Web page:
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Prestigious equine award winner announced

January 17, 2019 Sharon Handy
Galbreath winner Michael Blowen holding bridle.
Micheal Blowen founder of Old Friends, a retirement facility for thoroughbred horses, waits for his friend, jockey Chris McCarron at his riding academy in Lexington, Ky. Photo by Stan Rosenfeld
Michael Blowen founder of Old Friends, a retirement facility for thoroughbred horses, waits for his friend, jockey Chris McCarron at his riding academy in Lexington, Ky. Photo by Stan Rosenfeld

On Jan. 16, former journalist Michael Blowen will be awarded the College of Business Equine Industry Program’s most prestigious award — the John W. Galbreath Award for Outstanding Entrepreneurship in the Equine Industry.

Blowen is the founder of Old Friends Thoroughbred Retirement sanctuary based in Georgetown, Kentucky. A retired Boston Globe movie critic and arts journalist, he established Old Friends in 2003 and, ironically, the first big name Thoroughbred entrusted to his care was Sunshine Forever, who had been owned and beloved by the award’s namesake, Galbreath.

The Galbreath Award has been given annually since 1990 to honor entrepreneurial leadership that has had a significant and positive impact on the equine industry. Galbreath was the visionary owner of Darby Dan Farm in Lexington and a former Churchill Downs chairman who distinguished himself as both a businessman and a horseman.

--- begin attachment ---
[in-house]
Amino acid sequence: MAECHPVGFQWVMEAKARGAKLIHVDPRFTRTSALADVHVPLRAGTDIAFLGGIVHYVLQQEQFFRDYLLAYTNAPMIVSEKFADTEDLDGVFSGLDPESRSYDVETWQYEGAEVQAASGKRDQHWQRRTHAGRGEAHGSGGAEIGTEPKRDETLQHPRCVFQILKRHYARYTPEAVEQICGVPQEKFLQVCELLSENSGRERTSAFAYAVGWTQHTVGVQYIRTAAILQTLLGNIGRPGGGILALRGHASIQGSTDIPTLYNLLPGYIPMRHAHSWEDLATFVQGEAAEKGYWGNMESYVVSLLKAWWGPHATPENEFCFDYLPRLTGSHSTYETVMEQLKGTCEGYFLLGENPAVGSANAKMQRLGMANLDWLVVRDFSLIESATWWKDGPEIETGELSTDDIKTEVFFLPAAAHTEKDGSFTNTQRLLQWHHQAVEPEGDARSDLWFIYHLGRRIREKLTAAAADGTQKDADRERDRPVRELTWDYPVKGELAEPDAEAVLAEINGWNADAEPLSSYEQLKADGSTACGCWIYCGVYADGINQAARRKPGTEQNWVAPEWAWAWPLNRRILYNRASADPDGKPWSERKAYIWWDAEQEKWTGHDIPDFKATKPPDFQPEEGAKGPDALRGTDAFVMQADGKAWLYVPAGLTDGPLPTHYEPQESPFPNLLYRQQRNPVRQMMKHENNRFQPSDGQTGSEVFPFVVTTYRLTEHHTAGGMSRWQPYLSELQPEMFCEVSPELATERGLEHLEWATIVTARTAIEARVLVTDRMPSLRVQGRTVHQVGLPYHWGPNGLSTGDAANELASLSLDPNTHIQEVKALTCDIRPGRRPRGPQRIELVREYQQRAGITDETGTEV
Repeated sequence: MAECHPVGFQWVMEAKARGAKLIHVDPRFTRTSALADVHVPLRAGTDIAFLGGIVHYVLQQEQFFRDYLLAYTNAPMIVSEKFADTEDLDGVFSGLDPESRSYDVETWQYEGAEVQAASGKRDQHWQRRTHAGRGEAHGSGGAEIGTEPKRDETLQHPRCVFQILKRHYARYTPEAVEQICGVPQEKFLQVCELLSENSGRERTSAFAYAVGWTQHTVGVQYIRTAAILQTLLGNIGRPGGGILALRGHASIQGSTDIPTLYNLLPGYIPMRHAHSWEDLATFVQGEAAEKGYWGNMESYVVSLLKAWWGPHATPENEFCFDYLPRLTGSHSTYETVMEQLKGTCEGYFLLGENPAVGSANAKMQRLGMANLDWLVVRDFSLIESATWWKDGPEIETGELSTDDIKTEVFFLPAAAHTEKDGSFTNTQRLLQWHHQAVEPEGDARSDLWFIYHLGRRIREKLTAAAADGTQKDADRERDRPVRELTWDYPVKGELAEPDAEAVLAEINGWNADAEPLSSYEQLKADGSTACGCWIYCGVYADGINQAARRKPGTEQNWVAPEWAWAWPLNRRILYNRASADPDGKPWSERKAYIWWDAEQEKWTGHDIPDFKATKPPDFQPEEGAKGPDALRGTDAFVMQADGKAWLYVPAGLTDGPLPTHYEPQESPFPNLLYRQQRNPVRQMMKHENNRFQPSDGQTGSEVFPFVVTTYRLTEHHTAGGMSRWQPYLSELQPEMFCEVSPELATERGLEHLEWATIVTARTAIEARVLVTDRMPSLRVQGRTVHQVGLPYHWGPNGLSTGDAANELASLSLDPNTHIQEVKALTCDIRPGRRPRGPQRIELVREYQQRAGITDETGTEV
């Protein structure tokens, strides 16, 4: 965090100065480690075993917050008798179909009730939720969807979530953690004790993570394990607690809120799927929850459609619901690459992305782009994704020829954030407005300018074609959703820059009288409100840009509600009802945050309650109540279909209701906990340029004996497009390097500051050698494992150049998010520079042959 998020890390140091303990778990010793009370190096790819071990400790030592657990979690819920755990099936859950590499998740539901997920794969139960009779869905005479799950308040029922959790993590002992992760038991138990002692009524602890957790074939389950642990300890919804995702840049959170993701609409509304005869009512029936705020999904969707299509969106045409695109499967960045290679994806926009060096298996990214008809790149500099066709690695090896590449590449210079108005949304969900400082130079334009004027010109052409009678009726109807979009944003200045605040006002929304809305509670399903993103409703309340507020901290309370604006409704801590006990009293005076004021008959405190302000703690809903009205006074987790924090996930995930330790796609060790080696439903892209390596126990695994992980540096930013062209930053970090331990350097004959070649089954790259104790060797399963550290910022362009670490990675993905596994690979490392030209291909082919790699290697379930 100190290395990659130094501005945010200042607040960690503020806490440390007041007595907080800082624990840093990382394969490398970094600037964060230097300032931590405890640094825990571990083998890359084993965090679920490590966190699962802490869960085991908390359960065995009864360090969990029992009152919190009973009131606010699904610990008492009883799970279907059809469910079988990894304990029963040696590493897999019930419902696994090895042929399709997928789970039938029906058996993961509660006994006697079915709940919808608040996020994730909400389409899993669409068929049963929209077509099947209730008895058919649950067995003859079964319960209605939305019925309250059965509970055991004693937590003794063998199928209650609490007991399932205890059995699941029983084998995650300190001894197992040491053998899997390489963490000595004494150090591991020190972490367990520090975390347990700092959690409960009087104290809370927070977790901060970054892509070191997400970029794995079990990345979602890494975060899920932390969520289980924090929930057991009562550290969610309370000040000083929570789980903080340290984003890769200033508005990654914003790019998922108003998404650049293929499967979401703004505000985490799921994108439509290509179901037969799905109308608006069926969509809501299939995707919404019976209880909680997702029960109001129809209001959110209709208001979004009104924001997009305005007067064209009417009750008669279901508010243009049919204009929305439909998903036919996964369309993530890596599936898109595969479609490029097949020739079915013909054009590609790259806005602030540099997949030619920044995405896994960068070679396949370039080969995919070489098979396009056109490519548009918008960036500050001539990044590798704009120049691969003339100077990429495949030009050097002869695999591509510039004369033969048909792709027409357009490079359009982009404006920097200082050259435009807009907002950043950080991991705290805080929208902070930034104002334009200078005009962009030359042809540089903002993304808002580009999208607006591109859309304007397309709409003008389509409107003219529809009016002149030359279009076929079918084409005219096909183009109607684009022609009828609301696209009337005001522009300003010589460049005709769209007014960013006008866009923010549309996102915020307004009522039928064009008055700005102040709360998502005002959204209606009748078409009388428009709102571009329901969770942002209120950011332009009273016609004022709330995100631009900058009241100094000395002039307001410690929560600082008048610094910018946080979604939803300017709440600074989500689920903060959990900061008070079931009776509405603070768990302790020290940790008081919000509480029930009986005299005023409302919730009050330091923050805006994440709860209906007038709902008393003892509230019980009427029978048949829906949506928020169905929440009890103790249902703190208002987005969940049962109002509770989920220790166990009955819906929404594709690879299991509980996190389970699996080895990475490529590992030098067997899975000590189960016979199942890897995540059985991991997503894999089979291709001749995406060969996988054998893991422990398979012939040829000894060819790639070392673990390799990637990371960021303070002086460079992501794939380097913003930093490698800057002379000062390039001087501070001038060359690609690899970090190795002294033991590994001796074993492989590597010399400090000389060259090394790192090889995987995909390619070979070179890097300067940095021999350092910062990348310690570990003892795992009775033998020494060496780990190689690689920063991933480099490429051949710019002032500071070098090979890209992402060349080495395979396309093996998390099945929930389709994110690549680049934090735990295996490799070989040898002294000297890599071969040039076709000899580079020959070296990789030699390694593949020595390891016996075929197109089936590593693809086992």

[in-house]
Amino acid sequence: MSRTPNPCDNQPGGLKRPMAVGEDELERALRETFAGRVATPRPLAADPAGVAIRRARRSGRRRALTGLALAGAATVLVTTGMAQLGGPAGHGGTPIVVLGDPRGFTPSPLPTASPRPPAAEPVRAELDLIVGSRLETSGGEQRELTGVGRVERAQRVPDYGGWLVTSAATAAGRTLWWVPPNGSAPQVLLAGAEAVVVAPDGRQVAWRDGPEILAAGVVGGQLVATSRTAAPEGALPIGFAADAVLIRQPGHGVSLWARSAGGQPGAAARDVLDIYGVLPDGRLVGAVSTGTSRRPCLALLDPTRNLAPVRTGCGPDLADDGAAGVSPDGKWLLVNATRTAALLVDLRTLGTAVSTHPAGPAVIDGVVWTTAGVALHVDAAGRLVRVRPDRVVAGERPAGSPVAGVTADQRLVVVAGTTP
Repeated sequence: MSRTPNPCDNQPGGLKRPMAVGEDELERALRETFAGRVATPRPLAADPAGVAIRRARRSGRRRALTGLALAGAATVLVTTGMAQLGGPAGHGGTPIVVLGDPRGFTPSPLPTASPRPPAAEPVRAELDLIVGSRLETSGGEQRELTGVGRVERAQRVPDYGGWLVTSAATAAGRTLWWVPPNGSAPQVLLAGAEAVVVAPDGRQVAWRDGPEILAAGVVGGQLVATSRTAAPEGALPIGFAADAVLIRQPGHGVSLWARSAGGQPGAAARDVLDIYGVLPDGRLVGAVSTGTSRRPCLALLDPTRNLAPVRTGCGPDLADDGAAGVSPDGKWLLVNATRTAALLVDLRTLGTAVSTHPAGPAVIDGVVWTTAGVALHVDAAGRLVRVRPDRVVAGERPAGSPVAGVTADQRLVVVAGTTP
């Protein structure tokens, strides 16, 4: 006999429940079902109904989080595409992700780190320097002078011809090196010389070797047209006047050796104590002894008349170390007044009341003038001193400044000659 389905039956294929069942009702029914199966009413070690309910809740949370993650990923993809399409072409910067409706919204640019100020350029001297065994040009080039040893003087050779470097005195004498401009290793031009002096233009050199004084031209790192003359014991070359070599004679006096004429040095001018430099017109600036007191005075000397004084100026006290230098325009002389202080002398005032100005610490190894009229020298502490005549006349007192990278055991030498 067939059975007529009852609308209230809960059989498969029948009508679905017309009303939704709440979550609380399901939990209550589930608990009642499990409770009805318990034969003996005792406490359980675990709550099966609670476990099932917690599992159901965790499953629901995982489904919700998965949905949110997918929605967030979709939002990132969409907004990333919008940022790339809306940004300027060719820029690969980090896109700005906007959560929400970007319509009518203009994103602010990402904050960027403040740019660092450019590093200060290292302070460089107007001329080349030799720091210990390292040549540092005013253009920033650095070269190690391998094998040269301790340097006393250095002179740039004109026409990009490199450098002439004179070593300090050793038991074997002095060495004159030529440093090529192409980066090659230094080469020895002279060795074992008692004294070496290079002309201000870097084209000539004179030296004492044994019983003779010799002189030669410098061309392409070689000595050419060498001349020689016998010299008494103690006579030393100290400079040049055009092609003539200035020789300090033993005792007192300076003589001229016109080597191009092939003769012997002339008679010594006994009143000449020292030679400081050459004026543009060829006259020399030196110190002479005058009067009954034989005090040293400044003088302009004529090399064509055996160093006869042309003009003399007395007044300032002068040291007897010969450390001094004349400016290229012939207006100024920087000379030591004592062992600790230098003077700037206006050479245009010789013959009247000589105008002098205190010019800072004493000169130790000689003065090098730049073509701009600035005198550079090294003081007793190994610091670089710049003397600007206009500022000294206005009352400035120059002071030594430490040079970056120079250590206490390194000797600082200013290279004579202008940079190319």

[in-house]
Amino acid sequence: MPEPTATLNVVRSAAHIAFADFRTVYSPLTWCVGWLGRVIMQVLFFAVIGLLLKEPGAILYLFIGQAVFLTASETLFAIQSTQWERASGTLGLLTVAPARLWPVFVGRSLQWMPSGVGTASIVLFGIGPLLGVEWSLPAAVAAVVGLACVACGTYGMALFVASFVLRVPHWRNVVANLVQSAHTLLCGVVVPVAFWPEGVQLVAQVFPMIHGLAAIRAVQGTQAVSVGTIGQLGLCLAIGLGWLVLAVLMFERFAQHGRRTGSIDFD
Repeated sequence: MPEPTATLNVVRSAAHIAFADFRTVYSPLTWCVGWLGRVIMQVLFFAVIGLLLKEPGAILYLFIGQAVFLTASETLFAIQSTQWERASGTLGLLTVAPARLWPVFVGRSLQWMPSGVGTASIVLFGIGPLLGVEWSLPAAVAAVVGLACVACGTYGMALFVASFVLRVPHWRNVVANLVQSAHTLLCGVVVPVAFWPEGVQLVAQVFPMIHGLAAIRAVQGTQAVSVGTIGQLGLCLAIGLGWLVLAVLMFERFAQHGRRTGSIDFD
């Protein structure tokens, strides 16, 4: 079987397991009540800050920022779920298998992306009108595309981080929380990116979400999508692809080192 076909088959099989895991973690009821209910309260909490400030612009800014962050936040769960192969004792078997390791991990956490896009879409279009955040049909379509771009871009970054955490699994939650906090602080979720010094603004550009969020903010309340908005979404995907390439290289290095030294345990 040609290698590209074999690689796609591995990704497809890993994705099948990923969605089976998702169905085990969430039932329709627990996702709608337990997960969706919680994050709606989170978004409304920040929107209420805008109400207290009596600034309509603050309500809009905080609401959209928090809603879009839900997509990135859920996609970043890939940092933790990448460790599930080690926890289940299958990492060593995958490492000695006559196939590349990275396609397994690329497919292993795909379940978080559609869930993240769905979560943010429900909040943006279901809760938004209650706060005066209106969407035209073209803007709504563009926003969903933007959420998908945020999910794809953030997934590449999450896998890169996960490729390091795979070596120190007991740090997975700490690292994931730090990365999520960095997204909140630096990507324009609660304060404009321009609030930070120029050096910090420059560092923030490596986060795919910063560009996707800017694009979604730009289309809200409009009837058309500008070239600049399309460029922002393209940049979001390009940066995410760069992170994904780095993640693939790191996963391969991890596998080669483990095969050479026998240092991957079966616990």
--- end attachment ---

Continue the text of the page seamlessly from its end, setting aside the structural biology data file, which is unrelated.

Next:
A facility like Old Friends devoted solely to retired Thoroughbreds without bells and whistles to interest tourists “was an unproven idea … and skeptics predicted it wouldn’t work,” said attorney Milton C. Toby in his nomination letter for Blowen. “They were wrong.”

“I am flabbergasted,” Blowen said, “especially when I think that John Galbreath’s own Sunshine Forever helped me build a foundation for success. I had a simple idea and I was always surprised someone else hadn’t done it before me. This award reinforces our belief at Old Friends that aftercare is an important part of racing.”

Today, Old Friends has a main facility in Georgetown, Kentucky, and two satellite farms. It is unusual in that it accepts retired stallions. The organization has grown from a leased paddock and one horse to a 236-acre farm, a herd of over 200 rescued and retired horses, and the two satellite facilities: Old Friends at Cabin Creek just outside of Saratoga, New York, and Old Friends at Kentucky Downs in Franklin, Kentucky.

“Michael Blowen represents everything the Galbreath Award celebrates,” said Sean Beirne, director of the equine program. “He saw an opportunity to showcase Thoroughbreds in their twilight years and let them continue to thrill their fans in a unique way. UofL is proud to acknowledge his achievements.”

A dinner in Blowen’s honor is scheduled for Jan. 16, 2019 at the University Club.

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